Traditionally, gold has been treated as a currency in Islamic finance which has confined its use to spot transactions, but fresh guidance from AAOIFI is expected to spawn a wave of product development in the industry.

AAOIFI approved the final version of the standard on gold and its trading controls during a meeting of its sharia board held last week, the industry body said in a statement seen by Reuters.

This followed a year-long effort that included public hearings held in Oman, Sudan and Malaysia over the past few months, as well as a series of meetings of a dedicated AAOIFI subcommittee.

An official launch would be announced shortly, AAOIFI said.

Well, it’s official now.  This Reuters news item showed up on their website at 1:16 a.m. EST on Monday morning — and it’s another article that I picked up from that Internet site.  Another link to it is here.


Here are two more finalists in the Nature Comedy Photo Contest for 2016.  Click to enlarge.161129photo-1



I went out of my way a week ago to highlight two key features of the previous COT report  – the reduction in the concentrated short position of the big 4 (JPMorgan) in gold and silver and the highly unusual light new short selling by the managed money traders on what were always clear technical signals to go short. Going into today’s release, I was wondering if last week was a fluke and there would be big new shorting by the managed money traders in today’s report. Now, more than ever, a paradigm shift looks to have occurred – for some reason and for the very first time, the managed money traders are not adding to the short side.

I’ve described why this is so important – the less the managed money traders add to short positions, the less the commercials can buy back their own shorts and the less reason for prices to drop further.  Try as I might, I can’t see how this is not a new powerfully bullish factor; a factor, quite frankly, that I didn’t anticipate beforehand. Now that it has been confirmed for the second week running, I’m convinced it was no fluke and I’m glad to have jumped on it initially. The commercials may slice prices lower, but they appear to have lost a formerly reliable source of paper supply.Silver analyst Ted Butler: 28 November 2016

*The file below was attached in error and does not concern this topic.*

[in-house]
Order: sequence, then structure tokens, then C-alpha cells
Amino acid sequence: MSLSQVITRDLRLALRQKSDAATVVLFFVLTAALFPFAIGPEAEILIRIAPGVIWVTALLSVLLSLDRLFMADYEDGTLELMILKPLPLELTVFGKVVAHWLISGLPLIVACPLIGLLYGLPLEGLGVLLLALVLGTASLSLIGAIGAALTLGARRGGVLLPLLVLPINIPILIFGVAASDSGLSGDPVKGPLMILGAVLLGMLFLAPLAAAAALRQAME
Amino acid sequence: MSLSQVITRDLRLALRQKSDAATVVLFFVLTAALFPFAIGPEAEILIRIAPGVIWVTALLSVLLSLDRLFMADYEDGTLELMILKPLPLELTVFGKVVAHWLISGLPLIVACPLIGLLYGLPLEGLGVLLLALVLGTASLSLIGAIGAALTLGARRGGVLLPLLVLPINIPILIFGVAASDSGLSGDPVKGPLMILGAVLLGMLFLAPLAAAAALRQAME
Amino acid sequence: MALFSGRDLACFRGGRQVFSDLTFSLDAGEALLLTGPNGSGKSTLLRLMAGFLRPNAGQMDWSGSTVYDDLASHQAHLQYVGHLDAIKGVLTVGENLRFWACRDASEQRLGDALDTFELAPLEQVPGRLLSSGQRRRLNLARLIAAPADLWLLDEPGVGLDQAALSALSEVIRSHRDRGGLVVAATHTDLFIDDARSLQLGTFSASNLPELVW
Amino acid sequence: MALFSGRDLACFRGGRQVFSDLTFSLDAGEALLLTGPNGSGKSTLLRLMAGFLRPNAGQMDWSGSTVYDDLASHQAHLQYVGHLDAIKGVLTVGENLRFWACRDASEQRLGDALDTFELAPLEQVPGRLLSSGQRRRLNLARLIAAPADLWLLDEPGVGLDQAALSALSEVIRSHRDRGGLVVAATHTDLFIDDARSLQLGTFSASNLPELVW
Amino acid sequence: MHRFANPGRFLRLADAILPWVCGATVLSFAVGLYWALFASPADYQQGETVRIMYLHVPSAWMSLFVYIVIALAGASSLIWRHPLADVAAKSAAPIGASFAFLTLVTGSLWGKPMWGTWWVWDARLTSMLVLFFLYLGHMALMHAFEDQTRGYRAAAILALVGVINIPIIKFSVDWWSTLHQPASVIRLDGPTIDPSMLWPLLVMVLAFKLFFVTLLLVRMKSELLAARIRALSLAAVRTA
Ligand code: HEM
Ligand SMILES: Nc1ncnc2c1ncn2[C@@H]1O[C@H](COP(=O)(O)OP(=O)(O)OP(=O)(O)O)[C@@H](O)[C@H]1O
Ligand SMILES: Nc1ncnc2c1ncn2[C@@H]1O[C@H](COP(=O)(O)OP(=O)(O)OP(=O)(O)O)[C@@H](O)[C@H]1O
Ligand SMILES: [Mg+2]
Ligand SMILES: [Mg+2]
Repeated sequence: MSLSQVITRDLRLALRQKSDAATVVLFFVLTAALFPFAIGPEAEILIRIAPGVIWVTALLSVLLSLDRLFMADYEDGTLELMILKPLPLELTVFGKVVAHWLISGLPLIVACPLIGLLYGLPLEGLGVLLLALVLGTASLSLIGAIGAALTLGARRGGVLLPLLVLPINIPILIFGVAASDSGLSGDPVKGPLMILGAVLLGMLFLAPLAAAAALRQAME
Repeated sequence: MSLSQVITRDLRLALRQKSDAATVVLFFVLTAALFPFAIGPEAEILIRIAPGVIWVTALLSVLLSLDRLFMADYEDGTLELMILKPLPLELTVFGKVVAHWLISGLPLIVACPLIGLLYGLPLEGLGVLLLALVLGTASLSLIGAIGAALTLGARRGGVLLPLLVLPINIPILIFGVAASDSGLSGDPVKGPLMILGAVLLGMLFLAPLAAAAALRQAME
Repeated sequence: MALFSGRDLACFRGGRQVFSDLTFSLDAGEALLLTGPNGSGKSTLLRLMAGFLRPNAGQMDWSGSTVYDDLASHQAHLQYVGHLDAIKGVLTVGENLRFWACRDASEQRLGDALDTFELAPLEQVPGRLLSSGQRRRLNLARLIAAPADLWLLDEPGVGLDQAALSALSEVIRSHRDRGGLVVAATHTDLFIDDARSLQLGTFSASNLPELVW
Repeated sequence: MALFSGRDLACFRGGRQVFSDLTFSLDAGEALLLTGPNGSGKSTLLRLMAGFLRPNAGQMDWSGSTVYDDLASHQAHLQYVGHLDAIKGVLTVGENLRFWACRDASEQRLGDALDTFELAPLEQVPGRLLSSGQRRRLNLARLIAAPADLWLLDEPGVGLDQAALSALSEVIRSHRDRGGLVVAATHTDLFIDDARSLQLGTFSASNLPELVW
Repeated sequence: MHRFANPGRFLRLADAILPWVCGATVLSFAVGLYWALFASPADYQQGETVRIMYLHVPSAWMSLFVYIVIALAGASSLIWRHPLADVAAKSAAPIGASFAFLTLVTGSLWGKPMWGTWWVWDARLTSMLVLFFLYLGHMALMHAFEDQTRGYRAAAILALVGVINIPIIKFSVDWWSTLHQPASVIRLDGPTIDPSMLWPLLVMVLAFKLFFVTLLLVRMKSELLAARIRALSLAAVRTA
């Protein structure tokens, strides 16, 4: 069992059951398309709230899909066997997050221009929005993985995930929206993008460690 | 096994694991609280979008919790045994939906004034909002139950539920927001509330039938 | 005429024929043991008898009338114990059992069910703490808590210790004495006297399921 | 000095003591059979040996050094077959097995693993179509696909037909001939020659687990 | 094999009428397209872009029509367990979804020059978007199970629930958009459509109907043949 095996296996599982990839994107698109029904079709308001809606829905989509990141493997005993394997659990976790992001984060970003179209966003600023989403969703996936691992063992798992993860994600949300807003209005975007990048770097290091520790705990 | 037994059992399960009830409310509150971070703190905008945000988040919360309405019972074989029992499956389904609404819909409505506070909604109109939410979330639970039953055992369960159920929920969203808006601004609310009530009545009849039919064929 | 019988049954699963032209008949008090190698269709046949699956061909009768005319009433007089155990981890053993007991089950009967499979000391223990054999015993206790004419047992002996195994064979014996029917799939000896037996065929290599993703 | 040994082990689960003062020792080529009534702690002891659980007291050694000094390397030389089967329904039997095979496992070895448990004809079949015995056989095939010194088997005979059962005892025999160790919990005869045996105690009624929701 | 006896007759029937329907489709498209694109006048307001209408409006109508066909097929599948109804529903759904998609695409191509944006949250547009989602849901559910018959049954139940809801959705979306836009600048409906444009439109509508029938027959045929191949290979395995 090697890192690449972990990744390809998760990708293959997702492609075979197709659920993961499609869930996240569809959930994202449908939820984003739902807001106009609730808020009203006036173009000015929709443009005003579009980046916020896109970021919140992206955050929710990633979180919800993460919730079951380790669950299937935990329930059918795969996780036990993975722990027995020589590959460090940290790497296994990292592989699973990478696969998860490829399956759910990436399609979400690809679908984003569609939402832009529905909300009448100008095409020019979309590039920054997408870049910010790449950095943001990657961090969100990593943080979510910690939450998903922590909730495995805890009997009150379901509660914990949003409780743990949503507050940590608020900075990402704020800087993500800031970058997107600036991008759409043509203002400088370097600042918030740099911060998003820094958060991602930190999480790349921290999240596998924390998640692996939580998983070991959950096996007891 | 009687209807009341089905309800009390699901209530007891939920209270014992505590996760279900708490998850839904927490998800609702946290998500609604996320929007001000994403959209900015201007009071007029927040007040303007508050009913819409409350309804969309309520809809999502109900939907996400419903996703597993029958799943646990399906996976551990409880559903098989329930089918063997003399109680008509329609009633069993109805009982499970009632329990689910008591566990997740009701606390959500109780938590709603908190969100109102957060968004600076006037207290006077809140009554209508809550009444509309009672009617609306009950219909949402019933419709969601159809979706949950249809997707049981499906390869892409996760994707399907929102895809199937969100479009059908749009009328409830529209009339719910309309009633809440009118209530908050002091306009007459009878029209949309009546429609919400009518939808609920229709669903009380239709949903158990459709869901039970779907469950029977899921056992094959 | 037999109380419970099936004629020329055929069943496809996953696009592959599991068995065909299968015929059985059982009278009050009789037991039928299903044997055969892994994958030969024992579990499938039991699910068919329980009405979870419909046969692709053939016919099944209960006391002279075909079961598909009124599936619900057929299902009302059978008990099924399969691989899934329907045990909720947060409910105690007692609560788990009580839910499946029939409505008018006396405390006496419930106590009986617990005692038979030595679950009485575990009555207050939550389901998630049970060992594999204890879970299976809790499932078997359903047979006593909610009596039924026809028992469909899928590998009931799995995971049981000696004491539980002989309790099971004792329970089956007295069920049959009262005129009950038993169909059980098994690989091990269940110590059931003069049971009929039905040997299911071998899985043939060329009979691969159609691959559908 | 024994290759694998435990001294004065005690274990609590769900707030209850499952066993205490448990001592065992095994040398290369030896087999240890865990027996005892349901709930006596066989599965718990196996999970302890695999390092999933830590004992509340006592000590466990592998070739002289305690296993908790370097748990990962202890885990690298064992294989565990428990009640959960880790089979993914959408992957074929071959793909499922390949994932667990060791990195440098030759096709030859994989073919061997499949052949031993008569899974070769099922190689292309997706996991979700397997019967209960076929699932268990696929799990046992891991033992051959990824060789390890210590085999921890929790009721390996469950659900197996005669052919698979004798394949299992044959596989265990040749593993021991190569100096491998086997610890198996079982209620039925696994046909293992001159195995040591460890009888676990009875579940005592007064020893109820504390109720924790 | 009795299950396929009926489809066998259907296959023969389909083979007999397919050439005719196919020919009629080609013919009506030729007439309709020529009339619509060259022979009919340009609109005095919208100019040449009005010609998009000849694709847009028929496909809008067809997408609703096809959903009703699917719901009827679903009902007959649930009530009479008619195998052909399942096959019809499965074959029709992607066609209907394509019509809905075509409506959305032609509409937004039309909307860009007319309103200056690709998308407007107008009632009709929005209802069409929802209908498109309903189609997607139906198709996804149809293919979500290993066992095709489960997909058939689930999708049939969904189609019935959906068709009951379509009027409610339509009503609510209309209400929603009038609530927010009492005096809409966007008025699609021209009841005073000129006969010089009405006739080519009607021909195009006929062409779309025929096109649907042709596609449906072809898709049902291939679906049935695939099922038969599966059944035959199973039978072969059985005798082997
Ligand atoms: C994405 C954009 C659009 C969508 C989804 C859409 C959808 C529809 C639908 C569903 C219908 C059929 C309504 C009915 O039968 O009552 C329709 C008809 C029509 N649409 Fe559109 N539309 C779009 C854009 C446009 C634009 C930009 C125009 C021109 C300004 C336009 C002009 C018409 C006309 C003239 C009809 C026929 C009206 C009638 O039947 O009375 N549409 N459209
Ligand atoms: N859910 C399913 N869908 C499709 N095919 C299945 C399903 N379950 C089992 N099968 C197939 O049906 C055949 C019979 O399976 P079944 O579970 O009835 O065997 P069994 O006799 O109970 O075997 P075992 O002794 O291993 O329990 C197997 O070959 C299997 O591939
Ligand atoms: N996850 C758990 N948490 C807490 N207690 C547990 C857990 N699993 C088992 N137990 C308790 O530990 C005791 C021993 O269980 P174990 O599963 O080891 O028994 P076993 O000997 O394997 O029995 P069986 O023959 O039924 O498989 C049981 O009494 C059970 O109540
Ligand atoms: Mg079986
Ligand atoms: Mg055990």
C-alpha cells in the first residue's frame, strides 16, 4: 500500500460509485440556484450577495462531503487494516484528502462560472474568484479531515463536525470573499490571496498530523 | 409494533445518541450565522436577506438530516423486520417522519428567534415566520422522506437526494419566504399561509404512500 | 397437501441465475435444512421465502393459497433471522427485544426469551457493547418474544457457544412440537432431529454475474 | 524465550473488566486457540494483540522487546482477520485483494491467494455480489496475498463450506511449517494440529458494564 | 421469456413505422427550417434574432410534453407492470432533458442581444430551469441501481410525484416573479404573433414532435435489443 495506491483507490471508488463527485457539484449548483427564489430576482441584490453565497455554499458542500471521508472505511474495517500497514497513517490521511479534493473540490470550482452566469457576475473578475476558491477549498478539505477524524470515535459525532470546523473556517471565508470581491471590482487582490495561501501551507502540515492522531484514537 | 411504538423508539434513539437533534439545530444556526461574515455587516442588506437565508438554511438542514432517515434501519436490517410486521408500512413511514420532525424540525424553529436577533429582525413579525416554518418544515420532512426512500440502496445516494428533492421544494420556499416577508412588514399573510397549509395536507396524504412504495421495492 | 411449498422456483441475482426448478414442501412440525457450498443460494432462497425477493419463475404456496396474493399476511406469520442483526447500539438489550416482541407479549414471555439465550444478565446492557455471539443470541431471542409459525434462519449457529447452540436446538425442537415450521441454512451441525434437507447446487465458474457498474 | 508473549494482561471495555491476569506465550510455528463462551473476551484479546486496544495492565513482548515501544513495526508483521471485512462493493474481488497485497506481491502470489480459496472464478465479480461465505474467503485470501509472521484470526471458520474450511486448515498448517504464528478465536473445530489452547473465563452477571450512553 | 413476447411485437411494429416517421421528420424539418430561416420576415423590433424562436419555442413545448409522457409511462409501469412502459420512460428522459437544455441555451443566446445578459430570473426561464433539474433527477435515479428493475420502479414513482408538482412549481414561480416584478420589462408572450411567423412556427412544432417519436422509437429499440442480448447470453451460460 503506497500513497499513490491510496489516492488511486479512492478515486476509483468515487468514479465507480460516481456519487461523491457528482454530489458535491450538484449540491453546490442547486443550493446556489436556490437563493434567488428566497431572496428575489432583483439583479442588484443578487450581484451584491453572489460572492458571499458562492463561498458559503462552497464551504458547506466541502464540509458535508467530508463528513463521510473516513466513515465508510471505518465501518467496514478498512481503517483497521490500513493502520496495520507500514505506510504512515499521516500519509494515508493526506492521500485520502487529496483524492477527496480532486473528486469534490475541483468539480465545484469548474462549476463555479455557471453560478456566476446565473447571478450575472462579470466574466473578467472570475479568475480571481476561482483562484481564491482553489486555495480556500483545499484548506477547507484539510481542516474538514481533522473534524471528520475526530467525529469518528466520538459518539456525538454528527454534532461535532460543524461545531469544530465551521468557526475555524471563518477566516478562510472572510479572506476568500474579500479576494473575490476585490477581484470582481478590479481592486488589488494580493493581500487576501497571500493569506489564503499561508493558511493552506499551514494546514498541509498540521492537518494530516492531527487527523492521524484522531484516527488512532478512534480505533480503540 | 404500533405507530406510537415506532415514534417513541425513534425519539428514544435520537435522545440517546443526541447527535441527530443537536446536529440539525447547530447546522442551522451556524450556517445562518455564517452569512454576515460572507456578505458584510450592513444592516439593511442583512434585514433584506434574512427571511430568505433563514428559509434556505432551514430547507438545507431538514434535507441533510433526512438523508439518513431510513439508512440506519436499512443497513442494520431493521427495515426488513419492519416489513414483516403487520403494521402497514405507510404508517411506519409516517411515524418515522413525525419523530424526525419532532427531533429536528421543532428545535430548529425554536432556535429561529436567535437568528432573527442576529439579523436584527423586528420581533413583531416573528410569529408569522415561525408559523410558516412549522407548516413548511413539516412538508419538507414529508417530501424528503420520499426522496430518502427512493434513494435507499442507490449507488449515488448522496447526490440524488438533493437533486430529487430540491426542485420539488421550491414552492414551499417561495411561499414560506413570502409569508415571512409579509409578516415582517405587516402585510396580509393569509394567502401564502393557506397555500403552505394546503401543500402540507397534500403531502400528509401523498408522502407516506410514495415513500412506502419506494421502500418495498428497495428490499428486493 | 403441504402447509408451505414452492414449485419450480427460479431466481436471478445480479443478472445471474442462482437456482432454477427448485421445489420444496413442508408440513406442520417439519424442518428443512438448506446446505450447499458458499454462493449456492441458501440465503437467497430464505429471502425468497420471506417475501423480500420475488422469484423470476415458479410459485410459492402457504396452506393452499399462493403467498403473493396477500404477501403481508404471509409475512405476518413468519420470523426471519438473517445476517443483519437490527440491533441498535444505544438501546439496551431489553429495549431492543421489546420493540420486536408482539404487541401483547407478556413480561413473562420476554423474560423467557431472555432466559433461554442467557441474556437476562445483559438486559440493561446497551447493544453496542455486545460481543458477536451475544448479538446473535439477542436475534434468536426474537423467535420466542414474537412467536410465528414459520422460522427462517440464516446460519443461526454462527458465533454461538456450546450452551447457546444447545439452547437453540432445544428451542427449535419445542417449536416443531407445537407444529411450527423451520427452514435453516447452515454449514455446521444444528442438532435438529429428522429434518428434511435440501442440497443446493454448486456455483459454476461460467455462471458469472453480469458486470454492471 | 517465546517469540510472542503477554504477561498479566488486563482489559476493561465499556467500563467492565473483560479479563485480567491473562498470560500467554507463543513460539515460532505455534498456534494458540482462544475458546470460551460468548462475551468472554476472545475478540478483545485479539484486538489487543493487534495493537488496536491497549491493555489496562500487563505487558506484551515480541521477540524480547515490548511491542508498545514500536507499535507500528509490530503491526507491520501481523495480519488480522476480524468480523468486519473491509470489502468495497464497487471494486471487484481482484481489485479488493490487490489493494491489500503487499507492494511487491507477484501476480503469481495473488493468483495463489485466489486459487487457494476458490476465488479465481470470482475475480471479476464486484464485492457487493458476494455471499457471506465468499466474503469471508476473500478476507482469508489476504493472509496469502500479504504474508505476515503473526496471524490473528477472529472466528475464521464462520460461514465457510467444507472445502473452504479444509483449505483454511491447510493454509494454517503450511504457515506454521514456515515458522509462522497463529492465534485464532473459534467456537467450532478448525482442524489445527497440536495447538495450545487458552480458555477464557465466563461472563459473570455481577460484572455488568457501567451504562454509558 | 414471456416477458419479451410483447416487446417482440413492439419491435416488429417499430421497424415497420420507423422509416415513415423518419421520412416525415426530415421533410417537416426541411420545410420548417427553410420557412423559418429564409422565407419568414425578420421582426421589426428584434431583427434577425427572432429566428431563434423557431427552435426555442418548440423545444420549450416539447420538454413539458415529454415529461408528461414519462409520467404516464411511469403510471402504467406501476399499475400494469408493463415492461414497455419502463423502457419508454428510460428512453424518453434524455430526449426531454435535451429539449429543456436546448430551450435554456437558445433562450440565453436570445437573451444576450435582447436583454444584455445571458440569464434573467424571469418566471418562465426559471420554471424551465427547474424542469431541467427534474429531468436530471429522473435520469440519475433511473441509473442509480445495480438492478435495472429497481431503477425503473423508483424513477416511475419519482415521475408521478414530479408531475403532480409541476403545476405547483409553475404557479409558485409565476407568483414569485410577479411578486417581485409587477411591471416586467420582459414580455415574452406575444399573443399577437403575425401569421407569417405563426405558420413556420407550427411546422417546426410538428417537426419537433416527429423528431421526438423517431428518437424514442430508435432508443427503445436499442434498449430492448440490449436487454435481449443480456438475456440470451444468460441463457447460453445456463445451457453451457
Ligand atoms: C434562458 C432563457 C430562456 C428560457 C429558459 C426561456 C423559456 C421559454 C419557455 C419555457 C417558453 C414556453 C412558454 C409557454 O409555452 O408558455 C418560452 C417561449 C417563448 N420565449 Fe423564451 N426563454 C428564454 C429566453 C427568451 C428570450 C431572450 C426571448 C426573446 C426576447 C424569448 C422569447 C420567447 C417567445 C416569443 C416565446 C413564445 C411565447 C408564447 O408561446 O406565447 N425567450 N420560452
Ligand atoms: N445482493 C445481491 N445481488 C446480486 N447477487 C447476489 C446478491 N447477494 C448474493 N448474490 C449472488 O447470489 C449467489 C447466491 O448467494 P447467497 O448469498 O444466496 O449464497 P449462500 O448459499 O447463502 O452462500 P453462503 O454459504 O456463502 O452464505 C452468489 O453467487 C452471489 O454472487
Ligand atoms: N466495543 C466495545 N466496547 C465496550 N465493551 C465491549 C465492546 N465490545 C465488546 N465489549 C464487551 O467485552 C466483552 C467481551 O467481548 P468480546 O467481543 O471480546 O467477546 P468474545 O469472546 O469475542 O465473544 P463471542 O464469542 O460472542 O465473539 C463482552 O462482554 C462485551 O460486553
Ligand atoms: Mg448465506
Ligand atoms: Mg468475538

The price run-up in three of the four precious metals in early Far East trading would certainly be chalked up to the big sell-off in the dollar index yesterday during the same time period — at least by most so-called ‘analysts’.  But if that’s why it really occurred, then please explain to me why palladium traded flat during that time period — and then rallied strongly once the London p.m. gold fix was in?

Of course on the other side of the coin was the big rally in the dollar index that started shortly after the London open — and ended around 9 a.m. in New York.  Although precious metal prices declined during that period, they certainly didn’t decline by much considering the dollar rally strength exceeded the earlier sell-off.

As I’ve already noted further up, the net volume traded in both gold and silver — and most likely platinum — was extremely light…mostly fumes and vapours.  Therefore it was easy for anyone with an agenda to push prices around, even through roll-over/switch volume was sky high in both silver and gold.

But having said all this, I’m pleased to see this kind of strength as December goes off the board, especially considering last Wednesday’s engineered price declines.  Why ‘da boyz’ haven’t pressed their advantage since, is still a bit of a surprise.

Here are the 6-month charts for all four precious metals — and except for the fact that they all rose in price yesterday, not much should be read into them.  As mentioned, palladium continues to be the outlier here — and copper appears to be trading in a world of its own as well.161129-6-month-gold


Let’s see what happens once December gets here — as the Fed’s interest rate hike looms in the distance.